Among older adults, age-related changes in the stool microbiome differ by HIV-1 serostatus

0Citations
Citations of this article
11Readers
Mendeley users who have this article in their library.

Abstract

Background: HIV-1 infection and physiological aging are independently linked to elevated systemic inflammation and changes in enteric microbial communities (dysbiosis). However, knowledge of the direct effect of HIV infection on the aging microbiome and potential links to systemic inflammation is lacking. Methods: In a cross-sectional study of older people living with HIV (PLWH) (median age 61.5 years, N = 14) and uninfected controls (median 58 years, n = 22) we compared stool microbiota, levels of microbial metabolites (short-chain fatty acid levels, SCFA) and systemic inflammatory biomarkers by HIV serostatus and age. Findings: HIV and age were independently associated with distinct changes in the stool microbiome. For example, abundances of Enterobacter and Paraprevotella were higher and Eggerthella and Roseburia lower among PLWH compared to uninfected controls. Age-related microbiome changes also differed by HIV serostatus. Some bacteria with inflammatory potential (e.g. Escherichia) increased with age among PLWH, but not controls. Stool SCFA levels were similar between the two groups yet patterns of associations between individual microbial taxa and SCFA levels differed. Abundance of various genera including Escherichia and Bifidobacterium positively associated with inflammatory biomarkers (e.g. soluble Tumor Necrosis Factor Receptors) among PLWH, but not among controls. Interpretation: The age effect on the gut microbiome and associations between microbiota and microbial metabolites or systemic inflammation differed based on HIV serostatus, raising important implications for the impact of therapeutic interventions, dependent on HIV serostatus or age.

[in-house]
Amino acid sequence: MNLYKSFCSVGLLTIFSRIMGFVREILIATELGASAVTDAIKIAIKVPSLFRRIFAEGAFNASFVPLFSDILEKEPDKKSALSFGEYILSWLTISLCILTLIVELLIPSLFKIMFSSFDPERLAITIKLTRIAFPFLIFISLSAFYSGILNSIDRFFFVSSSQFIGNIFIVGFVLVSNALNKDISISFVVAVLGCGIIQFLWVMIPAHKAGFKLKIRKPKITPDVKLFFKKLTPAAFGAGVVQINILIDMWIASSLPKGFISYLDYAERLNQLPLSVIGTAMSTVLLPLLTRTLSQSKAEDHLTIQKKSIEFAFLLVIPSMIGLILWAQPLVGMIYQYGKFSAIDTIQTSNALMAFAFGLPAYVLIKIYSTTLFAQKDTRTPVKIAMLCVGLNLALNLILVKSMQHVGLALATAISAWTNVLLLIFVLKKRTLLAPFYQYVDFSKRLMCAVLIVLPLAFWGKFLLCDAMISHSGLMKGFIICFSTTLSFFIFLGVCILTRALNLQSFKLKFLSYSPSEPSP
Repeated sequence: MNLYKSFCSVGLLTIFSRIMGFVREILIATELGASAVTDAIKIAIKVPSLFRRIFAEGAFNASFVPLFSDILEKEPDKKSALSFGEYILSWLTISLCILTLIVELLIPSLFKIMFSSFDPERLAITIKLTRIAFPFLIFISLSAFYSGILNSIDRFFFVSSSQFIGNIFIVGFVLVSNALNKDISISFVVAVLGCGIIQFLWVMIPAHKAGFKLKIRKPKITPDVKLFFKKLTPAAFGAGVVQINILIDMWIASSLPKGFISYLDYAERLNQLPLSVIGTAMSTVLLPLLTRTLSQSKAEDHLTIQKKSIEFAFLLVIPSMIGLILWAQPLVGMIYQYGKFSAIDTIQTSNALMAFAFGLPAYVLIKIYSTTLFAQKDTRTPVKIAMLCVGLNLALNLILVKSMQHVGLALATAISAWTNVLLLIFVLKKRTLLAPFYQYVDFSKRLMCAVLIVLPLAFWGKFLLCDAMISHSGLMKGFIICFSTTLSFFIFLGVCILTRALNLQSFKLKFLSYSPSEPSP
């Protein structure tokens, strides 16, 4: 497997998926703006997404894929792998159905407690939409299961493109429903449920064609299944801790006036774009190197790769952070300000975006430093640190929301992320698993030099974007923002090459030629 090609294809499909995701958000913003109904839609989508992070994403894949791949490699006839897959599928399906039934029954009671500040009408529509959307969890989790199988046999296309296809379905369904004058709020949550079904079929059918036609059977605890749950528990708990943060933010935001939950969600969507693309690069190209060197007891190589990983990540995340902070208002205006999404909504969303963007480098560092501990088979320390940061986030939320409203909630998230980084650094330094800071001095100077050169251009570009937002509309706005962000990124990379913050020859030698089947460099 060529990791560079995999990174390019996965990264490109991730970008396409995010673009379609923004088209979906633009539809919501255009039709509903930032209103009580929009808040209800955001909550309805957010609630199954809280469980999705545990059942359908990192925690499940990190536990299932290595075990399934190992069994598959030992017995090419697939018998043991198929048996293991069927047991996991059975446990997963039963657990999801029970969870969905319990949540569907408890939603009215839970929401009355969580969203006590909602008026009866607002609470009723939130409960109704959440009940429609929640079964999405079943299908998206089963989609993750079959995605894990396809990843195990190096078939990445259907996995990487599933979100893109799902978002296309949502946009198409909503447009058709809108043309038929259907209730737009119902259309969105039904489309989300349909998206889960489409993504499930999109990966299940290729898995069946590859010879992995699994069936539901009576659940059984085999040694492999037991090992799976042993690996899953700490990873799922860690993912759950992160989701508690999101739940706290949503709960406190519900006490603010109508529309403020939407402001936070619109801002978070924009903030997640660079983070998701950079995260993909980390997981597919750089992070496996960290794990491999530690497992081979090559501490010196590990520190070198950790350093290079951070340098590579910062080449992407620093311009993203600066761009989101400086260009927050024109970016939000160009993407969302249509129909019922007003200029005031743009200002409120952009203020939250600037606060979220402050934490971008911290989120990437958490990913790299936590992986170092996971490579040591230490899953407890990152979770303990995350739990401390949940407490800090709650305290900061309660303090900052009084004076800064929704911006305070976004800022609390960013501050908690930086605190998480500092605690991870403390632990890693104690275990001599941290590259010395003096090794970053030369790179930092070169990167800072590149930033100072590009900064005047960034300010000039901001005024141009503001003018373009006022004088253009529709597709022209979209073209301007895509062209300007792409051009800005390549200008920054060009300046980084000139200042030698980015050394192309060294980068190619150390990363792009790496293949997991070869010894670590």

Cite

CITATION STYLE

APA

Liu, J., Johnson, R., Dillon, S., Kroehl, M., Frank, D. N., Tuncil, Y. E., … Erlandson, K. M. (2019). Among older adults, age-related changes in the stool microbiome differ by HIV-1 serostatus. EBioMedicine, 40, 583–594. https://doi.org/10.1016/j.ebiom.2019.01.033

Register to see more suggestions

Mendeley helps you to discover research relevant for your work.

Already have an account?

Save time finding and organizing research with Mendeley

Sign up for free